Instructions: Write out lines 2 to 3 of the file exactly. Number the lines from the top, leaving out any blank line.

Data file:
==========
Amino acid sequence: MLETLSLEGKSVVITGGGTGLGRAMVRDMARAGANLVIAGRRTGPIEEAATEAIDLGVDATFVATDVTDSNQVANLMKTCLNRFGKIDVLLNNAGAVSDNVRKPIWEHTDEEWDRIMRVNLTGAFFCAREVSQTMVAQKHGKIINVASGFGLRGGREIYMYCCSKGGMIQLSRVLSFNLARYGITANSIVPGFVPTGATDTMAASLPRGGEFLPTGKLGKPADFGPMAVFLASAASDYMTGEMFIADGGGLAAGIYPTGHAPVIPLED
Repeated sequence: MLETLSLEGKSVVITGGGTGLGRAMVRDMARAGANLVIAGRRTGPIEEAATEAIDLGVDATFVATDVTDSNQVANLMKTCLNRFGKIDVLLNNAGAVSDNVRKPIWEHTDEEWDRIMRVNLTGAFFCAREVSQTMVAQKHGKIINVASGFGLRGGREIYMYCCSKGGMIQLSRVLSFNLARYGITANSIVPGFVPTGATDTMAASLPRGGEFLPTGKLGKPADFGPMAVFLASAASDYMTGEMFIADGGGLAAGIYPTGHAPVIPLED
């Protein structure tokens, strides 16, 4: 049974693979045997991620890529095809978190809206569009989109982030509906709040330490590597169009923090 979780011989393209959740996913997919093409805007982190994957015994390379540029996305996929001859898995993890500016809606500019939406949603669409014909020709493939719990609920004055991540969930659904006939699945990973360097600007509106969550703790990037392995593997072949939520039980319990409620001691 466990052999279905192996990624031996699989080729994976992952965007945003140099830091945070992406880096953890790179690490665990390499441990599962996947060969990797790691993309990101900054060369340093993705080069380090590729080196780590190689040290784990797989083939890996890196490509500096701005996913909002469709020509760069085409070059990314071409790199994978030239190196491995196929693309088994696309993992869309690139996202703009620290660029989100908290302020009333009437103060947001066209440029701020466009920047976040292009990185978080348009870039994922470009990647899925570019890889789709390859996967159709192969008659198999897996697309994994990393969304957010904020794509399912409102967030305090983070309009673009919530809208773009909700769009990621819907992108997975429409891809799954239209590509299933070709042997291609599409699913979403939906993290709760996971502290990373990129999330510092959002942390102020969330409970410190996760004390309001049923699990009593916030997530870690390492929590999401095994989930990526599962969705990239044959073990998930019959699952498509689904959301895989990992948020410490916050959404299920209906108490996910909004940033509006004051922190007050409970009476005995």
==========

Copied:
Repeated sequence: MLETLSLEGKSVVITGGGTGLGRAMVRDMARAGANLVIAGRRTGPIEEAATEAIDLGVDATFVATDVTDSNQVANLMKTCLNRFGKIDVLLNNAGAVSDNVRKPIWEHTDEEWDRIMRVNLTGAFFCAREVSQTMVAQKHGKIINVASGFGLRGGREIYMYCCSKGGMIQLSRVLSFNLARYGITANSIVPGFVPTGATDTMAASLPRGGEFLPTGKLGKPADFGPMAVFLASAASDYMTGEMFIADGGGLAAGIYPTGHAPVIPLED
């Protein structure tokens, strides 16, 4: 049974693979045997991620890529095809978190809206569009989109982030509906709040330490590597169009923090 979780011989393209959740996913997919093409805007982190994957015994390379540029996305996929001859898995993890500016809606500019939406949603669409014909020709493939719990609920004055991540969930659904006939699945990973360097600007509106969550703790990037392995593997072949939520039980319990409620001691 466990052999279905192996990624031996699989080729994976992952965007945003140099830091945070992406880096953890790179690490665990390499441990599962996947060969990797790691993309990101900054060369340093993705080069380090590729080196780590190689040290784990797989083939890996890196490509500096701005996913909002469709020509760069085409070059990314071409790199994978030239190196491995196929693309088994696309993992869309690139996202703009620290660029989100908290302020009333009437103060947001066209440029701020466009920047976040292009990185978080348009870039994922470009990647899925570019890889789709390859996967159709192969008659198999897996697309994994990393969304957010904020794509399912409102967030305090983070309009673009919530809208773009909700769009990621819907992108997975429409891809799954239209590509299933070709042997291609599409699913979403939906993290709760996971502290990373990129999330510092959002942390102020969330409970410190996760004390309001049923699990009593916030997530870690390492929590999401095994989930990526599962969705990239044959073990998930019959699952498509689904959301895989990992948020410490916050959404299920209906108490996910909004940033509006004051922190007050409970009476005995």